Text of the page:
directing said frequency modulated transmission from said input stage to a first input of a mixer stage;
providing a frequency modulated local oscillator signal to a second input of said mixer stage to demodulate said frequency modulated transmission having said carrier frequency fc responsive to reception of said frequency modulated transmission having said carrier frequency fc during operation of said direct conversion receiver to produce a demodulated signal by: a) providing a local oscillator signal having a frequency approximately equal to fc; (b) providing a modulation signal; and (c) frequency modulating said local oscillator signal with said modulation signal; and
attenuating low frequency components of the demodulated signal of said mixer stage less than or equal to a cutoff frequency of a DC blocker stage;
wherein said modulation signal has an amplitude δ corresponding to a desired degree of frequency deviation of the carrier frequency fc and a frequency fm corresponding to a rate of deviation;
wherein said frequency modulated local oscillator signal spreads low frequency components to a bandwidth higher than said cutoff frequency of said DC blocker stage during operation of said direct conversion receiver;
wherein δ and fm are adjusted to reduce attenuation of said low frequency components within a baseband below said cutoff frequency of said DC blocker stage; and
wherein effective average attenuation of said low frequency components is reduced and overall distortion performance of said direct conversion receiver is improved.

13. A method for receiving angle modulated signals as recited in claim 12 wherein said frequency modulated local oscillator signal has a modulation frequency deviation of δ and at a rate of fm, where δ and fm are chosen to minimize harmonic distortion of signals.

14. A method for receiving angle modulated signals as recited in claim 13 wherein said frequency modulated local oscillator signal has a modulation frequency deviation δ of approximately +/−200 Hz and a rate fm of approximately 10 Hz.

15. A method for receiving angle modulated signals as recited in claim 14 wherein said input stage of said direct conversion receiver comprises a band pass filter and an amplifier.

16. A method for receiving angle modulated signals as recited in claim 15 wherein said mixer stage of said direct conversion receiver comprises a power divider, a phase splitter, a first mixer, and a second mixer, said power divider having first and second outputs, said phase splitter having a first output and a second output, where said first output and said second output are substantially in quadrature with each other, said first mixer having first and second inputs, said second mixer having first and second inputs, said first output of said power divider coupled to said first input of said first mixer, said second output of said power divider coupled to said first input of said second mixer, said first output of said phase splitter coupled to said second input of said first mixer, said second output of said phase splitter coupled to said second input of said second mixer.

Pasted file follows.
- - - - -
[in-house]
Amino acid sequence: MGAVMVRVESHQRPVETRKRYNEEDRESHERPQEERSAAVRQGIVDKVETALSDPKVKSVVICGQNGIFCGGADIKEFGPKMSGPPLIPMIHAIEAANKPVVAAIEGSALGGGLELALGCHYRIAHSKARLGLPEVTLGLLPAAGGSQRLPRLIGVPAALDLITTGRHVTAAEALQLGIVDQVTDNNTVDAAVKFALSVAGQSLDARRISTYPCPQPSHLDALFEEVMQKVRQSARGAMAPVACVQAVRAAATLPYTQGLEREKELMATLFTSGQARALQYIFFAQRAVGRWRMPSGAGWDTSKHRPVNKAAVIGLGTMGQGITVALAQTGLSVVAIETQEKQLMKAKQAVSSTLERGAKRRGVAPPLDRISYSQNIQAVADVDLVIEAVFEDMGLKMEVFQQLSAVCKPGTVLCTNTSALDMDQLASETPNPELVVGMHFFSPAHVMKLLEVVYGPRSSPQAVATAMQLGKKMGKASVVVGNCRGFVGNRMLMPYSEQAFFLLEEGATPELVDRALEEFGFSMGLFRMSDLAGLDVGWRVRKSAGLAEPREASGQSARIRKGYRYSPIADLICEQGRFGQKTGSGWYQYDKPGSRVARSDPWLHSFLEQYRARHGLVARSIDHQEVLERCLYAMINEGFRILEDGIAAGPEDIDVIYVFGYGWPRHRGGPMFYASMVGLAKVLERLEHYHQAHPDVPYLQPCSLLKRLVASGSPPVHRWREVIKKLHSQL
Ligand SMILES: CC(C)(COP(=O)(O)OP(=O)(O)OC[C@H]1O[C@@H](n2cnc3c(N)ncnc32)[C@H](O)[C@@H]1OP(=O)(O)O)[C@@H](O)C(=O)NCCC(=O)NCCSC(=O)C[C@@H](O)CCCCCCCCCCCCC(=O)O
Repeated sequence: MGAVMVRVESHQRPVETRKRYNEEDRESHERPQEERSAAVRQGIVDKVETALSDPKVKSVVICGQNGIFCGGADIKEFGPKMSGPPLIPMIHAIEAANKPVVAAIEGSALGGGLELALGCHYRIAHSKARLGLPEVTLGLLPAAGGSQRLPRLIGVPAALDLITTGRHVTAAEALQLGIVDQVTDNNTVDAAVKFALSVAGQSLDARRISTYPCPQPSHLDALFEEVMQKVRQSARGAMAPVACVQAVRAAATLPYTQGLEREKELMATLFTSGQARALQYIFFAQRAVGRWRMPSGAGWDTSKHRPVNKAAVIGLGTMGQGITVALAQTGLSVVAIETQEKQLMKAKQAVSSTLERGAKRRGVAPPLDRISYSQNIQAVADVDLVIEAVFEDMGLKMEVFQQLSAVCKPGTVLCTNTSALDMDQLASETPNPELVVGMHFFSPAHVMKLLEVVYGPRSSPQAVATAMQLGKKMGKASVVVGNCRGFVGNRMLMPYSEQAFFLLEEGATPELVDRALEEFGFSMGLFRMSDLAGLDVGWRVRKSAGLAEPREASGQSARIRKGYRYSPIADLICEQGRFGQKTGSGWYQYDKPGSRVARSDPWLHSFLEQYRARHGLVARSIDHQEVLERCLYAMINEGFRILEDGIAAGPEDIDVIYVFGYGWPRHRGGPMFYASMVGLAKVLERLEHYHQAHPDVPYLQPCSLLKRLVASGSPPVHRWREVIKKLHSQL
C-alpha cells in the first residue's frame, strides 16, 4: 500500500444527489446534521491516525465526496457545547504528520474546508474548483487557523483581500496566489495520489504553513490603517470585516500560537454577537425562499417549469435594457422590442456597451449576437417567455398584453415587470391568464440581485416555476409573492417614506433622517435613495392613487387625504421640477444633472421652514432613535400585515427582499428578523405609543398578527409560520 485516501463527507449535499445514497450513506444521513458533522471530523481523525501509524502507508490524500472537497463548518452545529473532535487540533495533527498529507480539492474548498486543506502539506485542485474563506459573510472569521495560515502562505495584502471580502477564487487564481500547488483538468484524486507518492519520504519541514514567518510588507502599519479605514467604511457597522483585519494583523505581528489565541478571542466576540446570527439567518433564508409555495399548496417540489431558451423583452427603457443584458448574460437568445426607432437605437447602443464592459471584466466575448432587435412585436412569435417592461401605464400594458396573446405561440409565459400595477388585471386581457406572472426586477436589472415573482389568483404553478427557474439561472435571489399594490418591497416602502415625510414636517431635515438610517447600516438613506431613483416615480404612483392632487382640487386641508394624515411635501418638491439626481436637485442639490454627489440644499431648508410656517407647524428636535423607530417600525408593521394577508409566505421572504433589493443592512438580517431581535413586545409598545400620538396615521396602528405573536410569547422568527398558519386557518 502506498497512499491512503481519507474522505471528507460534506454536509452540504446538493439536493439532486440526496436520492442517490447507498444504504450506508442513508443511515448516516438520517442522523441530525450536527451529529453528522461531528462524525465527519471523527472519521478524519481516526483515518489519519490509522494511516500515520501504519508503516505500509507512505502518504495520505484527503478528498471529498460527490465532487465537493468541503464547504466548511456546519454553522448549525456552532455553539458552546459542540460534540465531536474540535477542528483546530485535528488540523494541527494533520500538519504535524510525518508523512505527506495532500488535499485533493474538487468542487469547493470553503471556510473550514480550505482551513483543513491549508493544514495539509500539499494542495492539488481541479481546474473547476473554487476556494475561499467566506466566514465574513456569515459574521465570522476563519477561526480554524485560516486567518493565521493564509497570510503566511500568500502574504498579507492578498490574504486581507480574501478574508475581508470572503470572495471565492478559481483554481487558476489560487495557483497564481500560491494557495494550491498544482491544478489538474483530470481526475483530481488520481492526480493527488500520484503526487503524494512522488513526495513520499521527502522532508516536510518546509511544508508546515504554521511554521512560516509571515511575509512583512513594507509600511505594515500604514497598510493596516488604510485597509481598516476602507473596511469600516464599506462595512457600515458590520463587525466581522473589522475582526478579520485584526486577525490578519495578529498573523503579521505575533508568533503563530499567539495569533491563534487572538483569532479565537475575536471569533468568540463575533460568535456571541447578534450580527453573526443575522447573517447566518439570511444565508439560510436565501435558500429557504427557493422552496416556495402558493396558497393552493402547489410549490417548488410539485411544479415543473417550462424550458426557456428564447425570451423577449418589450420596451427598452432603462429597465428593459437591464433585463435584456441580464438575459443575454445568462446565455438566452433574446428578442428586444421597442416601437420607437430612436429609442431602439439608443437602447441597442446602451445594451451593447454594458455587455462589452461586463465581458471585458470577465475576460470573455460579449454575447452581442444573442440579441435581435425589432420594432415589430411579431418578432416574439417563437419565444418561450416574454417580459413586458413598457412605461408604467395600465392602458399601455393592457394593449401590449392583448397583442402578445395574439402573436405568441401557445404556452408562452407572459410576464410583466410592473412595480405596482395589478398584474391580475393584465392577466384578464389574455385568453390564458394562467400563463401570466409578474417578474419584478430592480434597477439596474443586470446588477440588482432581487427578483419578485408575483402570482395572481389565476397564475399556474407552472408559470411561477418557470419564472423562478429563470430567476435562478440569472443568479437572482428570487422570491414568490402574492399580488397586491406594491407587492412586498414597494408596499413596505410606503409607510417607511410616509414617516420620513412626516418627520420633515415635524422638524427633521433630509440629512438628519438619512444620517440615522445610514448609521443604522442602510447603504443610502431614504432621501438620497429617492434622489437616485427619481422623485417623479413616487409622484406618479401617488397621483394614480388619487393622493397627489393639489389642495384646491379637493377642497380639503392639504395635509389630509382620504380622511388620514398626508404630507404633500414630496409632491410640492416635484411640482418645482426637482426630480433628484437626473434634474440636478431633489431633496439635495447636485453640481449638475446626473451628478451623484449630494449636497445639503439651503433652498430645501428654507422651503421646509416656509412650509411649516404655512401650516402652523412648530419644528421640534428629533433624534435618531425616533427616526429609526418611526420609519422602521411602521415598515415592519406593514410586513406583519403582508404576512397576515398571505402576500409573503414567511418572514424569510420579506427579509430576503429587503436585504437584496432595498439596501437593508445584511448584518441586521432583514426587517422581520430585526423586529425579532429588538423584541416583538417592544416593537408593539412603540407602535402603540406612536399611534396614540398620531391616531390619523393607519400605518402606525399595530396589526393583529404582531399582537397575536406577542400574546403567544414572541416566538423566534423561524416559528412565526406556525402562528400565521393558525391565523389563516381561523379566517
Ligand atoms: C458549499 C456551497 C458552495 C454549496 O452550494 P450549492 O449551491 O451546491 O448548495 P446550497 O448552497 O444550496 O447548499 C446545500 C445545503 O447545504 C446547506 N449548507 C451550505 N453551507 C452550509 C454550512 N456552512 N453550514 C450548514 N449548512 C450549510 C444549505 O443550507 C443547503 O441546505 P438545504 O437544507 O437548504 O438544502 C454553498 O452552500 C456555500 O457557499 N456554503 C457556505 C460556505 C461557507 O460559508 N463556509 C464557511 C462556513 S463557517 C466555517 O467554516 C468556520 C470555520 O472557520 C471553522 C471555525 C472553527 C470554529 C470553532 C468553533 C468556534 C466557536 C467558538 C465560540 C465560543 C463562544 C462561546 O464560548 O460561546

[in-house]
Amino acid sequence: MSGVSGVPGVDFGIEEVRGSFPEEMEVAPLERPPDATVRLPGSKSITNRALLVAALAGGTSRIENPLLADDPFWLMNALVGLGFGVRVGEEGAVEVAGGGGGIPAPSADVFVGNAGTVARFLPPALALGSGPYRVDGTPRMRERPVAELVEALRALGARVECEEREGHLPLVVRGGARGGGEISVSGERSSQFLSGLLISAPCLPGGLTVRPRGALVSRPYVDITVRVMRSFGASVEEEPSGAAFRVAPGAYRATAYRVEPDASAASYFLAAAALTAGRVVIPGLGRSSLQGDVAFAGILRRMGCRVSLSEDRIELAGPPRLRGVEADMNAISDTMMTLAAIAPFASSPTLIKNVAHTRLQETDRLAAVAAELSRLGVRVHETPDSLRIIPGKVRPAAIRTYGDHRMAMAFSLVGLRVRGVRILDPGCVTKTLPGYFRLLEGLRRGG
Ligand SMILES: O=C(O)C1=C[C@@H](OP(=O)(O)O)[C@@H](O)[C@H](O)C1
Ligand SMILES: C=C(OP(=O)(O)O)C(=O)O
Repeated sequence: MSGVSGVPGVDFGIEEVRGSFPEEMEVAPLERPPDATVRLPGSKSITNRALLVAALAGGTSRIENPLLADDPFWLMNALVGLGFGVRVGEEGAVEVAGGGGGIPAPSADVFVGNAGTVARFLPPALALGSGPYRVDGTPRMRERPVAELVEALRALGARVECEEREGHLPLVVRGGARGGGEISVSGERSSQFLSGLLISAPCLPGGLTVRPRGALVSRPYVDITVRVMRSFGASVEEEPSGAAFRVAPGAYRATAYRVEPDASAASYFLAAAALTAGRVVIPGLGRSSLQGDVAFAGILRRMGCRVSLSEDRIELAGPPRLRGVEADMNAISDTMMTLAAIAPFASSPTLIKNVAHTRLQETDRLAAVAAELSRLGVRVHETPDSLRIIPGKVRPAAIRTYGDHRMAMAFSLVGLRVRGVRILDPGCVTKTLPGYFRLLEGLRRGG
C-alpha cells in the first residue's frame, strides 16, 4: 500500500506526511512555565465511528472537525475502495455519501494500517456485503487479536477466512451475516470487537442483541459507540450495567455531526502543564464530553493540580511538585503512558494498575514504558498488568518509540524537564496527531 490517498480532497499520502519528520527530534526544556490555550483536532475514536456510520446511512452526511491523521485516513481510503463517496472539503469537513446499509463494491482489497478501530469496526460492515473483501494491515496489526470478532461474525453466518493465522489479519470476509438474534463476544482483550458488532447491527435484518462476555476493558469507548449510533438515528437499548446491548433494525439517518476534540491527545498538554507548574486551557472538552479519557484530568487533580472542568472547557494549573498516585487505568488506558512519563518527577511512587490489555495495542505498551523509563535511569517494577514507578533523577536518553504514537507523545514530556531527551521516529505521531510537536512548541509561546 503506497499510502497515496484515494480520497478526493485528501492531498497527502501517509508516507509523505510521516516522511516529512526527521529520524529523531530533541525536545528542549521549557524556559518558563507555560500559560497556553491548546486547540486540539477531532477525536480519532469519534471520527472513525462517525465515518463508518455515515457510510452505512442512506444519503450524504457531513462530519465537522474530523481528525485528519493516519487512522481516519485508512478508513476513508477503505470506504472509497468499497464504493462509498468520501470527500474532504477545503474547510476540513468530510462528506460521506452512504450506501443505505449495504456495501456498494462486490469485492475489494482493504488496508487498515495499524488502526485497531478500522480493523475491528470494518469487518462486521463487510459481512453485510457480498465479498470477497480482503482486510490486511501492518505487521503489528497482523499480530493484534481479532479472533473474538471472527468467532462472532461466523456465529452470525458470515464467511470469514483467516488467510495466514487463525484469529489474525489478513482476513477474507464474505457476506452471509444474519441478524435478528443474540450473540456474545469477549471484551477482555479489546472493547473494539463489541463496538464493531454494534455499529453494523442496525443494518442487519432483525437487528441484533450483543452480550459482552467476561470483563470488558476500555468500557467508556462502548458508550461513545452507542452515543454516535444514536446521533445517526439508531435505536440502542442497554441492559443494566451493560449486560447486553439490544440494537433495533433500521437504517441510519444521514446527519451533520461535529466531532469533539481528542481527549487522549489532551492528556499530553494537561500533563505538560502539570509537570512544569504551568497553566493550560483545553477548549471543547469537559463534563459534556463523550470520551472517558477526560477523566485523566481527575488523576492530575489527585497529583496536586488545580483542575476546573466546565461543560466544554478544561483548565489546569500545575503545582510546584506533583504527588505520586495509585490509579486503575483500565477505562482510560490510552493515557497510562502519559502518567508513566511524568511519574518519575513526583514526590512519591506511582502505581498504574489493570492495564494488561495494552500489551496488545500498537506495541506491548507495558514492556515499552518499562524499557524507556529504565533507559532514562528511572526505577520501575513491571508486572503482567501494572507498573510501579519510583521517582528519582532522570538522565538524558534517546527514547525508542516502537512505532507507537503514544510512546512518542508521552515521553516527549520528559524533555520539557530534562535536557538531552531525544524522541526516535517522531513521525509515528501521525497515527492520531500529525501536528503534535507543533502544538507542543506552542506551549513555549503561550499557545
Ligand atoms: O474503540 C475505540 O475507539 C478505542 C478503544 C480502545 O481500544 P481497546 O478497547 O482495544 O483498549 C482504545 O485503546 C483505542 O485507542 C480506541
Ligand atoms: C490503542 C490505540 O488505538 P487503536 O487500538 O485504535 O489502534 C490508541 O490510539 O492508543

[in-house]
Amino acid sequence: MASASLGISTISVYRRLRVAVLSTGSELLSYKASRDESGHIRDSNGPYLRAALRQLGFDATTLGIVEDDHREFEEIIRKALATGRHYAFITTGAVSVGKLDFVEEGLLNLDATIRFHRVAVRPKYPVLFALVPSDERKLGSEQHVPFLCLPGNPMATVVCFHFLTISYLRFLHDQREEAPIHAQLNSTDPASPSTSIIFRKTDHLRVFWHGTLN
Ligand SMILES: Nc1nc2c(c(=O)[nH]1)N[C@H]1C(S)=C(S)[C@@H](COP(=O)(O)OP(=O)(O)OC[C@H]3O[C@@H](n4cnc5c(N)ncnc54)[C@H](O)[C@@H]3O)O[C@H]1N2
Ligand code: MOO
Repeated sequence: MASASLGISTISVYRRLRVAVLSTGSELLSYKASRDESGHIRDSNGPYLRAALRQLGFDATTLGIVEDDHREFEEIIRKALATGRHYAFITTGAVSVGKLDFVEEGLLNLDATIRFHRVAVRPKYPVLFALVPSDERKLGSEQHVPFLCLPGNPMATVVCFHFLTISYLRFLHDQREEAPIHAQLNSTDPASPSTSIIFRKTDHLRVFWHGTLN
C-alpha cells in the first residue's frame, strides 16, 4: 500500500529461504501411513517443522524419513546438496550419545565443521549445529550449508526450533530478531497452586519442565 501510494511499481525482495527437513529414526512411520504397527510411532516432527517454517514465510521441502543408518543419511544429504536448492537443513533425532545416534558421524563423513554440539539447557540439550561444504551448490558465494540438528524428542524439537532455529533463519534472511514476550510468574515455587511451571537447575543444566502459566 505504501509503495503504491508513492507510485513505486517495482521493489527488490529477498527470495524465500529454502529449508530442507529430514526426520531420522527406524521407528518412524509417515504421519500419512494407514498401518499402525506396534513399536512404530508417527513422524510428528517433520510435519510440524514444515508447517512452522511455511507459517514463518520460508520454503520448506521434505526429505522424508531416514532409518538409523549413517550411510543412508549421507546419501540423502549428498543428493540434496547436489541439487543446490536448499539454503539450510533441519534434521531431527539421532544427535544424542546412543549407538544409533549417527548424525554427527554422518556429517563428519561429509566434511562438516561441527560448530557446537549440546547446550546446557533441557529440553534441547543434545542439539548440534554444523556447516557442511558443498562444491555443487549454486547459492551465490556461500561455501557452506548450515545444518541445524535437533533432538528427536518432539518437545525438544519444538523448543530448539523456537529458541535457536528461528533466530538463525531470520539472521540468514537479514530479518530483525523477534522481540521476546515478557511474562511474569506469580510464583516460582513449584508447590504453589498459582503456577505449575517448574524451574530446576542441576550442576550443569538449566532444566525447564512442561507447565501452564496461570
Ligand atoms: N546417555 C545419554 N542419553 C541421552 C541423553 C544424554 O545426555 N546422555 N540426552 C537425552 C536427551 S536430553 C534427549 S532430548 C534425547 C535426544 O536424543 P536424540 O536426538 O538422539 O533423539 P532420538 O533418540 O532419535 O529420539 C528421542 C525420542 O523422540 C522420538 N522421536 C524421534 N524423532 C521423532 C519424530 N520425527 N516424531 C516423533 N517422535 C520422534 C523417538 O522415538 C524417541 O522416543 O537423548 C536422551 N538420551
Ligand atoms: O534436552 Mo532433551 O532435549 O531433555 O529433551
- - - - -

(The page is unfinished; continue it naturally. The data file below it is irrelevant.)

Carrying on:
17. A method for receiving angle modulated signals as recited in claim 16 wherein said frequency modulated transmission is directed from said amplifier of said input stage to an input of said power divider of said mixer stage and wherein said frequency modulated local oscillator signal is directed to an input of said phase splitter.

18. A method for receiving angle modulated signals as recited in claim 17 wherein said direct conversion receiver has a DC blocker stage coupled to outputs of said first mixer and said second mixer, said DC blocker stage having a cutoff frequency below which signals passing through said DC blocker stage are substantially attenuated.

19. A method for receiving angle modulated signals as recited in claim 18 wherein said DC blocker stage comprises one or more of a high pass filter and a servo loop controller.

20. A method for receiving angle modulated signals as recited in claim 12 wherein said frequency modulated local oscillator signal is generated by a fractional-n synthesizer.

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Patent History

Patent number: 8958769
Type: Grant
Filed: Aug 31, 2012
Date of Patent: Feb 17, 2015
Assignee: Maxim Integrated Products, Inc. (San Jose, CA)
Inventor: Charles John Razzell (Pleasanton, CA)
Primary Examiner: Duc M Nguyen
Application Number: 13/601,092

Classifications

Current U.S. Class: Frequency Modifying Or Conversion (455/313); Unwanted Oscillation Or Radiation Prevention (455/317); Particular Frequency Conversion Structure Or Circuitry (455/323); Noise Or Interference Elimination (455/296)
International Classification: H04B 1/26 (20060101); H04B 1/10 (20060101); H03D 3/00 (20060101); H04L 27/14 (20060101); H04B 1/30 (20060101);